Robert Bork is dead and George Will is working overtime to make him look a lot better than the facts could possibly justify. In a recent Washington Post column, Will credulously repeats Bork’s absurd claim that by firing the special prosecutor during Watergate he was “protecting” the investigation of Nixon’s crimes.
On an October Saturday, when Nixon ordered Richardson to fire Archibald Cox, the Watergate special prosecutor, Richardson and his deputy resigned, urging Bork to execute Nixon’s lawful order, which he did. By the two resignations, Bork became acting attorney general, in which capacity he protected the ongoing investigation of Nixon…
Nixon, born 100 years ago in January, is remembered for large diplomatic, as well as criminal, deeds. Agnew is deservedly forgotten. Bork deserves to be remembered by a grateful nation for the services he rendered in preventing disarray in the Justice Department at a moment of unprecedented assault on the rule of law, and for facilitating the removal of a president during Washington days that were darker than most people today can imagine.
By Will’s (and Bork’s) bizarre reasoning, firing the prosecutor investigating Nixon’s crimes, he was preventing an “unprecedented assault on the rule of law” and “protecting” the investigation. In the real world, Bork was actively assaulting the rule of law and trying to eliminate the investigation to protect a criminal in the White House. Richard Ben-Veniste, who was the chief investigator in the special prosecutor’s office at the time, corrects this ridiculous bit of historical fiction:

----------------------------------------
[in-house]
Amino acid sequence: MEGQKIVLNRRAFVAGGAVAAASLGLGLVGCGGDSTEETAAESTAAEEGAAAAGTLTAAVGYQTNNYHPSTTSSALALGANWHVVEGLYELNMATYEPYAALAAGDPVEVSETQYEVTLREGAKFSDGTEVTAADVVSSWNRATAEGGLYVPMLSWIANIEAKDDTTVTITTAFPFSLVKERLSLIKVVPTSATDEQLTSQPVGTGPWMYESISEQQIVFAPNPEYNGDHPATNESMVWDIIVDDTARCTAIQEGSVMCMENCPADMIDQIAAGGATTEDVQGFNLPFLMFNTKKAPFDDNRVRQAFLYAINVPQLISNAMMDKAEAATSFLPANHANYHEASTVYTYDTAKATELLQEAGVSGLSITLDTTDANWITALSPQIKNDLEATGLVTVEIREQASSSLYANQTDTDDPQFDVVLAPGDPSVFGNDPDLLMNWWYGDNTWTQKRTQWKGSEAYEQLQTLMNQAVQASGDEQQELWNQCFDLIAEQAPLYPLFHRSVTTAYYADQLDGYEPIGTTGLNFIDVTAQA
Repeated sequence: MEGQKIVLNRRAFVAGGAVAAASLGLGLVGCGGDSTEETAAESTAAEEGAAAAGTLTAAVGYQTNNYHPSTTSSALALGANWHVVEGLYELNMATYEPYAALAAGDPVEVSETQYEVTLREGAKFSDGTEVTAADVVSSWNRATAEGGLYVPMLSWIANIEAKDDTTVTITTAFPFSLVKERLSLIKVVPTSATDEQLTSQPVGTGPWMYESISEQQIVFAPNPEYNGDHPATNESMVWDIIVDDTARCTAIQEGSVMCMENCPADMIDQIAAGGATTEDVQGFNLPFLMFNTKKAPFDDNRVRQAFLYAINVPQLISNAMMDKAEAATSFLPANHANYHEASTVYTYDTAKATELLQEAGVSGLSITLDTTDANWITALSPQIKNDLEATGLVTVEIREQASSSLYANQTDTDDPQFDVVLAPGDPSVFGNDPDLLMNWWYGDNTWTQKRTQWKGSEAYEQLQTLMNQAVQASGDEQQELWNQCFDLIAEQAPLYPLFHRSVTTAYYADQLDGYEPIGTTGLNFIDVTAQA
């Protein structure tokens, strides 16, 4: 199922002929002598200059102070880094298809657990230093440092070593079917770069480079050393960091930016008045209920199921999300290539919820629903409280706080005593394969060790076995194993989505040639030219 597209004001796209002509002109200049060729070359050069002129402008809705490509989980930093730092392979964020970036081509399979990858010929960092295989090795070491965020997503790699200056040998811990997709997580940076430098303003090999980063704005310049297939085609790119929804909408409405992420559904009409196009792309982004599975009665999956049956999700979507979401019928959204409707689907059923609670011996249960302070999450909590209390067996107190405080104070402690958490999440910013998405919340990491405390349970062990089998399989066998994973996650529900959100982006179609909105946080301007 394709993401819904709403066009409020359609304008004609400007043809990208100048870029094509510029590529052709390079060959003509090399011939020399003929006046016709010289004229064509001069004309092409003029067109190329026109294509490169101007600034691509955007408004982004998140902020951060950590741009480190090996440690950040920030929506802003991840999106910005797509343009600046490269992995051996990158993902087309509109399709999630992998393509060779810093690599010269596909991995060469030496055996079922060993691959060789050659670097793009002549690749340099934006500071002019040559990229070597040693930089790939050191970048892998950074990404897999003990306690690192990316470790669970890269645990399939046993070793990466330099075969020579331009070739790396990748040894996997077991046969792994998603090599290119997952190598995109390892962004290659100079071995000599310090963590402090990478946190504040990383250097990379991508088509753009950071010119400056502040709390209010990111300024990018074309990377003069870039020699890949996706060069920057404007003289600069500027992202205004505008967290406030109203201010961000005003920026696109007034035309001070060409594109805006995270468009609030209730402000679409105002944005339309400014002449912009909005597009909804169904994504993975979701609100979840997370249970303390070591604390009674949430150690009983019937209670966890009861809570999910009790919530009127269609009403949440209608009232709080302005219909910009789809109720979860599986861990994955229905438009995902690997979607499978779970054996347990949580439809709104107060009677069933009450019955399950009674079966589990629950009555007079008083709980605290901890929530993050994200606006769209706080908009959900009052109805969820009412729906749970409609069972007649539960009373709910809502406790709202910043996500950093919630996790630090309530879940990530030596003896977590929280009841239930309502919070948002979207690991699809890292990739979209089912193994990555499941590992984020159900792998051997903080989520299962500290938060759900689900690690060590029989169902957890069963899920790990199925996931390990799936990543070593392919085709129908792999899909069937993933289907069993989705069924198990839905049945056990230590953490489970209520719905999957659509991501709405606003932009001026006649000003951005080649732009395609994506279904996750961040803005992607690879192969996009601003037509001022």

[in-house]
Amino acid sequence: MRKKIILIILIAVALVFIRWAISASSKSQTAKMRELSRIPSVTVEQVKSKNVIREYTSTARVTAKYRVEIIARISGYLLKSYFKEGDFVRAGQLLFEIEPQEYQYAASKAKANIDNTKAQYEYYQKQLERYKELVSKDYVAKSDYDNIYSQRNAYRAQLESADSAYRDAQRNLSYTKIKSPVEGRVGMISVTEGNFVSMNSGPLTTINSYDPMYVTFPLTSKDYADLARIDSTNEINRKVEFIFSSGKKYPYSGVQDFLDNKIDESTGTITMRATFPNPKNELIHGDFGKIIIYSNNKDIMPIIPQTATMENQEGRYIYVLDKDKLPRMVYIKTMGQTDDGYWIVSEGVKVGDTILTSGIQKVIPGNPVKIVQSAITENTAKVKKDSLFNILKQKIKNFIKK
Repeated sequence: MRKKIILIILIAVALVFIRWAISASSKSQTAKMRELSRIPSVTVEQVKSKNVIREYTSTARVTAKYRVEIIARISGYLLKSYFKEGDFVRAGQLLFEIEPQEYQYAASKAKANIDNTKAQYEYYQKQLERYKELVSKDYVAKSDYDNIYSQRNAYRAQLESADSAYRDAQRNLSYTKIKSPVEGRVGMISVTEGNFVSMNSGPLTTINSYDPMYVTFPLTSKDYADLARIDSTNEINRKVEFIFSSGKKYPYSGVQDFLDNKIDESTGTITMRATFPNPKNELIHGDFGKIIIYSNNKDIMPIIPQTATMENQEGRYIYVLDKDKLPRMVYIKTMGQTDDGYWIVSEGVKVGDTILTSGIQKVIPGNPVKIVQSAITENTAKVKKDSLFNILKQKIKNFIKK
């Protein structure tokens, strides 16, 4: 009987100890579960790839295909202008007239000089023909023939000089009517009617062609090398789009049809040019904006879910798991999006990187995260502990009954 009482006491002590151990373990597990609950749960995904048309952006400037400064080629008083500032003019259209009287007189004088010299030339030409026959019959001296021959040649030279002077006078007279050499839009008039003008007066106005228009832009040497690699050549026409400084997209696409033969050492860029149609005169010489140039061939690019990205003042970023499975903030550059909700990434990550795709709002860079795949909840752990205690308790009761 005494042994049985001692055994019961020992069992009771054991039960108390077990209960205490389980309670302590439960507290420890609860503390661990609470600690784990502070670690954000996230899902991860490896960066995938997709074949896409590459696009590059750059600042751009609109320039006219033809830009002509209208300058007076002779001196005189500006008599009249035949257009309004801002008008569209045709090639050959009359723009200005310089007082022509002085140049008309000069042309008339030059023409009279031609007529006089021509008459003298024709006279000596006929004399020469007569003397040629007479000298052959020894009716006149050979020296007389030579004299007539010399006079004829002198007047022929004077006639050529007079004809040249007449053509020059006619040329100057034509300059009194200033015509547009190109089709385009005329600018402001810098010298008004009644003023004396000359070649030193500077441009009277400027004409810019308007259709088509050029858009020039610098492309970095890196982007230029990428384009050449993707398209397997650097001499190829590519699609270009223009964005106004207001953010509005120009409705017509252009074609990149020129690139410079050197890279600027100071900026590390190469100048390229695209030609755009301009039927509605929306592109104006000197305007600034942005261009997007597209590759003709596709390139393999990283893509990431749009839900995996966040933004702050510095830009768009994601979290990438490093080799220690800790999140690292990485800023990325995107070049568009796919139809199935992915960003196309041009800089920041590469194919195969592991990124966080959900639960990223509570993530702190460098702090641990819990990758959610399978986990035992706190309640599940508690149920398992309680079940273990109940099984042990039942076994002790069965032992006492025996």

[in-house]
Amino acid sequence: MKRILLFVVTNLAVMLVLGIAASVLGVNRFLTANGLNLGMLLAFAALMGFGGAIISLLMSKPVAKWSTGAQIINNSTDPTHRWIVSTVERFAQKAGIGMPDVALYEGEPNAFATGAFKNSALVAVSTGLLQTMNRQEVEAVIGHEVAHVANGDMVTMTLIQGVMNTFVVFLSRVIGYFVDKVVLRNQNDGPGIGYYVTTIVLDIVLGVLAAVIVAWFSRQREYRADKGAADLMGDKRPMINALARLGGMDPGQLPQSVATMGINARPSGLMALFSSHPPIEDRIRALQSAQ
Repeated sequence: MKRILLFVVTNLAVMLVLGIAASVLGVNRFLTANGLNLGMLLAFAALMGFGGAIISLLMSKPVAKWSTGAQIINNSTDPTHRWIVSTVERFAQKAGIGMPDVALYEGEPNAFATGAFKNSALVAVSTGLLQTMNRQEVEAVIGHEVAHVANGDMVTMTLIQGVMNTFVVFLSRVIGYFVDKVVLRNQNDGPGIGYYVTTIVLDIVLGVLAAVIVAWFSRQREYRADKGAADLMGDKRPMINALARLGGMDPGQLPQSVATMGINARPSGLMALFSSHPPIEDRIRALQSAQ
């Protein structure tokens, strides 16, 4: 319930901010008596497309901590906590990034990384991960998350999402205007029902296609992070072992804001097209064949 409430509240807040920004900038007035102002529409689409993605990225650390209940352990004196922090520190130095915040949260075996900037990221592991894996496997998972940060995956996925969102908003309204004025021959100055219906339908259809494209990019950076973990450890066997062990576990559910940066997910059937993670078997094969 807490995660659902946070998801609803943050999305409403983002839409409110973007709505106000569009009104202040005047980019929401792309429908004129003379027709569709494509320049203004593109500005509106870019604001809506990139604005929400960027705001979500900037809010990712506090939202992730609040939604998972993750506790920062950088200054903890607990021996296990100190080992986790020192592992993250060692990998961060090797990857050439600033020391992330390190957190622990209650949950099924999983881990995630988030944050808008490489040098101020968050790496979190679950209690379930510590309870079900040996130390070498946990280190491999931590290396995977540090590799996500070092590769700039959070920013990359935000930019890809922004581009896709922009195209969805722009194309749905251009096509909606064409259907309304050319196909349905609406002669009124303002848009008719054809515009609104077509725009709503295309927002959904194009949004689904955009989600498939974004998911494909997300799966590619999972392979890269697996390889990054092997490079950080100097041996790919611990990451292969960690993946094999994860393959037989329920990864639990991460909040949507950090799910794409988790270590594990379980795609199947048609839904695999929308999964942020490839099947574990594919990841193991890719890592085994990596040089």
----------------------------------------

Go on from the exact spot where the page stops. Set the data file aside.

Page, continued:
Bork’s assertion that by firing Cox he acted to protect the ongoing investigation of Watergate crimes is akin to the Army major’s claim during the Vietnam War that “it became necessary to destroy the town to save it.” Secret recordings reveal that well before the controversy surrounding the subpoenaed White House tapes, Nixon discussed with his chief of staff, Alexander Haig, his intention to fire Cox. This was part and parcel of the president’s continuing effort to obstruct the Watergate investigation.
Bork, recently arrived from the Yale Law School faculty, lent his academic credibility to the attempt to justify the firing — which federal judge Gerhard Gesell later ruled was plainly illegal, as Cox could be fired only for “extraordinary impropriety.” (Bork later stipulated that Cox had committed no such impropriety.) The grateful president, Bork recently wrote, promised to nominate him to the Supreme Court upon the next vacancy…
Indeed, far from championing an independent investigation that would allow recourse to the judicial process, Bork signed an order on Oct. 23, 1973 — three days after firing Cox — abolishing the Office of the Watergate Special Prosecution Force.
Bork was a liar. And Will is either lying or playing pretend.